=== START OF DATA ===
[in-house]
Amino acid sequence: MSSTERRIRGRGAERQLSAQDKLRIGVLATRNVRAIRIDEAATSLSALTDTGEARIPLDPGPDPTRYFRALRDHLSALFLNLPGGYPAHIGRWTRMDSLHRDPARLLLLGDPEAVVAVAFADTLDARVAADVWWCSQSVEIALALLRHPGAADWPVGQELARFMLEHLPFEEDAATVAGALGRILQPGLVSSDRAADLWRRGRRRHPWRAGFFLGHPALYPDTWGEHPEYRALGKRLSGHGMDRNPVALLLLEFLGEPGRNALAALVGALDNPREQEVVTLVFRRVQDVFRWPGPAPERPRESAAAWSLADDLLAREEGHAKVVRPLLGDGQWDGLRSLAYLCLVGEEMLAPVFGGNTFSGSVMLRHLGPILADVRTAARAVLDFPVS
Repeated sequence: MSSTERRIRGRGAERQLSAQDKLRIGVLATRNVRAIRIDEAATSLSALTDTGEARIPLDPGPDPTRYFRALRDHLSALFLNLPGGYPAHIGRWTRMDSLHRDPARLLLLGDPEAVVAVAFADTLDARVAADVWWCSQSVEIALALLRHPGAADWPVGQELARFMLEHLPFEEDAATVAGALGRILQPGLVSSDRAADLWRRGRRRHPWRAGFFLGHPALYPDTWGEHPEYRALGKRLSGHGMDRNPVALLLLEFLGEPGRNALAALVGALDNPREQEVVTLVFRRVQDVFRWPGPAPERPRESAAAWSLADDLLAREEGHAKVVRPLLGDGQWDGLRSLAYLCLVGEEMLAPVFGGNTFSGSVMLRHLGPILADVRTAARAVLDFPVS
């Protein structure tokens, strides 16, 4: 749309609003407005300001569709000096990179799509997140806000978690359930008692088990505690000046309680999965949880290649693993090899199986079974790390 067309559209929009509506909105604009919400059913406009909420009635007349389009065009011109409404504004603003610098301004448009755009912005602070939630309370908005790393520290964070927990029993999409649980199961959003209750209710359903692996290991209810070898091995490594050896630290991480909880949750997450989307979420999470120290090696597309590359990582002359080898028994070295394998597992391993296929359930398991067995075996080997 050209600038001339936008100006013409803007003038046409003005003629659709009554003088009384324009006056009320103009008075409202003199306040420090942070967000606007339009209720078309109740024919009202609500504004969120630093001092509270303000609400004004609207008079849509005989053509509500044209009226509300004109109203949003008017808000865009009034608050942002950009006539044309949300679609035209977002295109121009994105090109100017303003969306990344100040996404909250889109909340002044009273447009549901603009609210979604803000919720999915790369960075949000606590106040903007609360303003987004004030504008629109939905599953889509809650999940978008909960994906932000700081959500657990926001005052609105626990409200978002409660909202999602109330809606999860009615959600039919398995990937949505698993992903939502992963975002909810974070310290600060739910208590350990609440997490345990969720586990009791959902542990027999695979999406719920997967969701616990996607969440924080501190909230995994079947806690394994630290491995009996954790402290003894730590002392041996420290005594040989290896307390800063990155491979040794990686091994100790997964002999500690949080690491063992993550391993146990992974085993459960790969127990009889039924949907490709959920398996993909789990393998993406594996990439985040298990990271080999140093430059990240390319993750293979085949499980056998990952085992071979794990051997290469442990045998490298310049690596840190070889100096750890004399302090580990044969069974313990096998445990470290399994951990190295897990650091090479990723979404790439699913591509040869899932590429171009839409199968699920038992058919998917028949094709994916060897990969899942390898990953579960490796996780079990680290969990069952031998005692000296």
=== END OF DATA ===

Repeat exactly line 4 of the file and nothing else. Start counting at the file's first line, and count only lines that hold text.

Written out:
């Protein structure tokens, strides 16, 4: 749309609003407005300001569709000096990179799509997140806000978690359930008692088990505690000046309680999965949880290649693993090899199986079974790390 067309559209929009509506909105604009919400059913406009909420009635007349389009065009011109409404504004603003610098301004448009755009912005602070939630309370908005790393520290964070927990029993999409649980199961959003209750209710359903692996290991209810070898091995490594050896630290991480909880949750997450989307979420999470120290090696597309590359990582002359080898028994070295394998597992391993296929359930398991067995075996080997 050209600038001339936008100006013409803007003038046409003005003629659709009554003088009384324009006056009320103009008075409202003199306040420090942070967000606007339009209720078309109740024919009202609500504004969120630093001092509270303000609400004004609207008079849509005989053509509500044209009226509300004109109203949003008017808000865009009034608050942002950009006539044309949300679609035209977002295109121009994105090109100017303003969306990344100040996404909250889109909340002044009273447009549901603009609210979604803000919720999915790369960075949000606590106040903007609360303003987004004030504008629109939905599953889509809650999940978008909960994906932000700081959500657990926001005052609105626990409200978002409660909202999602109330809606999860009615959600039919398995990937949505698993992903939502992963975002909810974070310290600060739910208590350990609440997490345990969720586990009791959902542990027999695979999406719920997967969701616990996607969440924080501190909230995994079947806690394994630290491995009996954790402290003894730590002392041996420290005594040989290896307390800063990155491979040794990686091994100790997964002999500690949080690491063992993550391993146990992974085993459960790969127990009889039924949907490709959920398996993909789990393998993406594996990439985040298990990271080999140093430059990240390319993750293979085949499980056998990952085992071979794990051997290469442990045998490298310049690596840190070889100096750890004399302090580990044969069974313990096998445990470290399994951990190295897990650091090479990723979404790439699913591509040869899932590429171009839409199968699920038992058919998917028949094709994916060897990969899942390898990953579960490796996780079990680290969990069952031998005692000296």